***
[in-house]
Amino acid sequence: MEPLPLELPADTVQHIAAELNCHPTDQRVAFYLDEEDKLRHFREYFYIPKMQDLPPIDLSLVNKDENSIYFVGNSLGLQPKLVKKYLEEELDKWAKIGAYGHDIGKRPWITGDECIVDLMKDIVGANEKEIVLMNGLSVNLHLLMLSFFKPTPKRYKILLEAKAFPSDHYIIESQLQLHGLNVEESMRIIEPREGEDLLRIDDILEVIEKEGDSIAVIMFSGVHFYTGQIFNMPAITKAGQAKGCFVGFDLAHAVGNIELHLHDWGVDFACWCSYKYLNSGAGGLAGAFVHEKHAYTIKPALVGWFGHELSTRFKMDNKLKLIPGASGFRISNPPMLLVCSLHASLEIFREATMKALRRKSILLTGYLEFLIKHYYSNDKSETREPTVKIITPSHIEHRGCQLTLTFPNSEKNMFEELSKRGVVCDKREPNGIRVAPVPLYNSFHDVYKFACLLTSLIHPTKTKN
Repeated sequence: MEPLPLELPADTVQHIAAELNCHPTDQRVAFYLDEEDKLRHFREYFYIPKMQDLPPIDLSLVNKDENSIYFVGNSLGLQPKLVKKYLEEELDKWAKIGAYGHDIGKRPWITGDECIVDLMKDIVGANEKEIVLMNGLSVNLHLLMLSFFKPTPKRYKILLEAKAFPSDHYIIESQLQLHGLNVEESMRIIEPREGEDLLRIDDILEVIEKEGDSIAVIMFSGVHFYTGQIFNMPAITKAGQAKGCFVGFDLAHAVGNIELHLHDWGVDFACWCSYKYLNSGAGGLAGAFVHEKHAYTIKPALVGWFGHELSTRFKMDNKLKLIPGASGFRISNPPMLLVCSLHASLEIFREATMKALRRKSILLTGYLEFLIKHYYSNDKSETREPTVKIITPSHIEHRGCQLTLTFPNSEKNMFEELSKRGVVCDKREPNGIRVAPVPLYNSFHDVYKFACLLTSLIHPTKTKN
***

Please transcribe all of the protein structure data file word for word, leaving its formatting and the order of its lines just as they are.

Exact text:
[in-house]
Amino acid sequence: MEPLPLELPADTVQHIAAELNCHPTDQRVAFYLDEEDKLRHFREYFYIPKMQDLPPIDLSLVNKDENSIYFVGNSLGLQPKLVKKYLEEELDKWAKIGAYGHDIGKRPWITGDECIVDLMKDIVGANEKEIVLMNGLSVNLHLLMLSFFKPTPKRYKILLEAKAFPSDHYIIESQLQLHGLNVEESMRIIEPREGEDLLRIDDILEVIEKEGDSIAVIMFSGVHFYTGQIFNMPAITKAGQAKGCFVGFDLAHAVGNIELHLHDWGVDFACWCSYKYLNSGAGGLAGAFVHEKHAYTIKPALVGWFGHELSTRFKMDNKLKLIPGASGFRISNPPMLLVCSLHASLEIFREATMKALRRKSILLTGYLEFLIKHYYSNDKSETREPTVKIITPSHIEHRGCQLTLTFPNSEKNMFEELSKRGVVCDKREPNGIRVAPVPLYNSFHDVYKFACLLTSLIHPTKTKN
Repeated sequence: MEPLPLELPADTVQHIAAELNCHPTDQRVAFYLDEEDKLRHFREYFYIPKMQDLPPIDLSLVNKDENSIYFVGNSLGLQPKLVKKYLEEELDKWAKIGAYGHDIGKRPWITGDECIVDLMKDIVGANEKEIVLMNGLSVNLHLLMLSFFKPTPKRYKILLEAKAFPSDHYIIESQLQLHGLNVEESMRIIEPREGEDLLRIDDILEVIEKEGDSIAVIMFSGVHFYTGQIFNMPAITKAGQAKGCFVGFDLAHAVGNIELHLHDWGVDFACWCSYKYLNSGAGGLAGAFVHEKHAYTIKPALVGWFGHELSTRFKMDNKLKLIPGASGFRISNPPMLLVCSLHASLEIFREATMKALRRKSILLTGYLEFLIKHYYSNDKSETREPTVKIITPSHIEHRGCQLTLTFPNSEKNMFEELSKRGVVCDKREPNGIRVAPVPLYNSFHDVYKFACLLTSLIHPTKTKN